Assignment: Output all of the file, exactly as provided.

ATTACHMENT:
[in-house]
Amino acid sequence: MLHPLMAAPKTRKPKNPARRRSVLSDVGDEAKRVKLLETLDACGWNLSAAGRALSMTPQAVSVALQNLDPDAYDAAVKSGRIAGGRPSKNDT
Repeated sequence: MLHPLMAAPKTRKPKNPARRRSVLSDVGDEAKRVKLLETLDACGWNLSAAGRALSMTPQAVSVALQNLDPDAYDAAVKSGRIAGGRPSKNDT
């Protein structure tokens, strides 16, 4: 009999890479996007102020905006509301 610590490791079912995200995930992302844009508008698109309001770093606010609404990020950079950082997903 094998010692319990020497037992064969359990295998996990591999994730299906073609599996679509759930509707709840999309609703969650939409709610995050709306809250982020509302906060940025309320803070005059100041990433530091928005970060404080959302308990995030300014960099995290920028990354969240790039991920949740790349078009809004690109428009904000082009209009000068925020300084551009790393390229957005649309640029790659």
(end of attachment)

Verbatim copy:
[in-house]
Amino acid sequence: MLHPLMAAPKTRKPKNPARRRSVLSDVGDEAKRVKLLETLDACGWNLSAAGRALSMTPQAVSVALQNLDPDAYDAAVKSGRIAGGRPSKNDT
Repeated sequence: MLHPLMAAPKTRKPKNPARRRSVLSDVGDEAKRVKLLETLDACGWNLSAAGRALSMTPQAVSVALQNLDPDAYDAAVKSGRIAGGRPSKNDT
């Protein structure tokens, strides 16, 4: 009999890479996007102020905006509301 610590490791079912995200995930992302844009508008698109309001770093606010609404990020950079950082997903 094998010692319990020497037992064969359990295998996990591999994730299906073609599996679509759930509707709840999309609703969650939409709610995050709306809250982020509302906060940025309320803070005059100041990433530091928005970060404080959302308990995030300014960099995290920028990354969240790039991920949740790349078009809004690109428009904000082009209009000068925020300084551009790393390229957005649309640029790659």